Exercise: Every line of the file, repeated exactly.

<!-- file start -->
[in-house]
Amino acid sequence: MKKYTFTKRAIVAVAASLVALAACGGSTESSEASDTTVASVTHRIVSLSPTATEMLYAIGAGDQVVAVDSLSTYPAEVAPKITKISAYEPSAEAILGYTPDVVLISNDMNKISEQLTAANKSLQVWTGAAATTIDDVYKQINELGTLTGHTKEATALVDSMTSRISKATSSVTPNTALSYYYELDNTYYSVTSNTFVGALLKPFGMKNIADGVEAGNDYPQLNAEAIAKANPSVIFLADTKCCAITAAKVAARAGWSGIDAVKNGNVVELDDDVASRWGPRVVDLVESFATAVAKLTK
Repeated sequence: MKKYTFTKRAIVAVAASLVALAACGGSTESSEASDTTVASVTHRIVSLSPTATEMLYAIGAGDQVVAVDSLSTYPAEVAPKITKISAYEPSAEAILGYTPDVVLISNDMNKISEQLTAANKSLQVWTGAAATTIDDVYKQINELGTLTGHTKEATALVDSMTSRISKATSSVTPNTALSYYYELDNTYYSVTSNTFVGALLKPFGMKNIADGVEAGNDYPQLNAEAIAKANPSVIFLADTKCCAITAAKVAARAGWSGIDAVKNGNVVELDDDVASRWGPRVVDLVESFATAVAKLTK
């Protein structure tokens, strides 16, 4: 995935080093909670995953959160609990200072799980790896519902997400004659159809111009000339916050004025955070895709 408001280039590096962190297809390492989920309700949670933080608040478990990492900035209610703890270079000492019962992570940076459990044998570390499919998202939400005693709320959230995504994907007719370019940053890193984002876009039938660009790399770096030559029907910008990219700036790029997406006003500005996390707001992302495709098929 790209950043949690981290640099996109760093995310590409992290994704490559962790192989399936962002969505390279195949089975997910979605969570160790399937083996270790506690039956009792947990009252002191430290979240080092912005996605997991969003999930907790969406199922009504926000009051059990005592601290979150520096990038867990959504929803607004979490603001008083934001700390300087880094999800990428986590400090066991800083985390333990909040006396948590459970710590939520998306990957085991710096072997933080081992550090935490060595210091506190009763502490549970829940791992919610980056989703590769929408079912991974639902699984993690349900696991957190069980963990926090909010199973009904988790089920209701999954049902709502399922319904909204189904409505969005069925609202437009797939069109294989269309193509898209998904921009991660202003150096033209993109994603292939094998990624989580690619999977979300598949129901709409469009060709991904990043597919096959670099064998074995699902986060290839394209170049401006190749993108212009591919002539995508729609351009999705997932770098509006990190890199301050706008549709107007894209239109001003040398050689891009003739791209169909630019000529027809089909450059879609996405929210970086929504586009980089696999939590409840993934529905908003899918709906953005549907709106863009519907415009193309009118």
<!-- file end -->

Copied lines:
[in-house]
Amino acid sequence: MKKYTFTKRAIVAVAASLVALAACGGSTESSEASDTTVASVTHRIVSLSPTATEMLYAIGAGDQVVAVDSLSTYPAEVAPKITKISAYEPSAEAILGYTPDVVLISNDMNKISEQLTAANKSLQVWTGAAATTIDDVYKQINELGTLTGHTKEATALVDSMTSRISKATSSVTPNTALSYYYELDNTYYSVTSNTFVGALLKPFGMKNIADGVEAGNDYPQLNAEAIAKANPSVIFLADTKCCAITAAKVAARAGWSGIDAVKNGNVVELDDDVASRWGPRVVDLVESFATAVAKLTK
Repeated sequence: MKKYTFTKRAIVAVAASLVALAACGGSTESSEASDTTVASVTHRIVSLSPTATEMLYAIGAGDQVVAVDSLSTYPAEVAPKITKISAYEPSAEAILGYTPDVVLISNDMNKISEQLTAANKSLQVWTGAAATTIDDVYKQINELGTLTGHTKEATALVDSMTSRISKATSSVTPNTALSYYYELDNTYYSVTSNTFVGALLKPFGMKNIADGVEAGNDYPQLNAEAIAKANPSVIFLADTKCCAITAAKVAARAGWSGIDAVKNGNVVELDDDVASRWGPRVVDLVESFATAVAKLTK
């Protein structure tokens, strides 16, 4: 995935080093909670995953959160609990200072799980790896519902997400004659159809111009000339916050004025955070895709 408001280039590096962190297809390492989920309700949670933080608040478990990492900035209610703890270079000492019962992570940076459990044998570390499919998202939400005693709320959230995504994907007719370019940053890193984002876009039938660009790399770096030559029907910008990219700036790029997406006003500005996390707001992302495709098929 790209950043949690981290640099996109760093995310590409992290994704490559962790192989399936962002969505390279195949089975997910979605969570160790399937083996270790506690039956009792947990009252002191430290979240080092912005996605997991969003999930907790969406199922009504926000009051059990005592601290979150520096990038867990959504929803607004979490603001008083934001700390300087880094999800990428986590400090066991800083985390333990909040006396948590459970710590939520998306990957085991710096072997933080081992550090935490060595210091506190009763502490549970829940791992919610980056989703590769929408079912991974639902699984993690349900696991957190069980963990926090909010199973009904988790089920209701999954049902709502399922319904909204189904409505969005069925609202437009797939069109294989269309193509898209998904921009991660202003150096033209993109994603292939094998990624989580690619999977979300598949129901709409469009060709991904990043597919096959670099064998074995699902986060290839394209170049401006190749993108212009591919002539995508729609351009999705997932770098509006990190890199301050706008549709107007894209239109001003040398050689891009003739791209169909630019000529027809089909450059879609996405929210970086929504586009980089696999939590409840993934529905908003899918709906953005549907709106863009519907415009193309009118």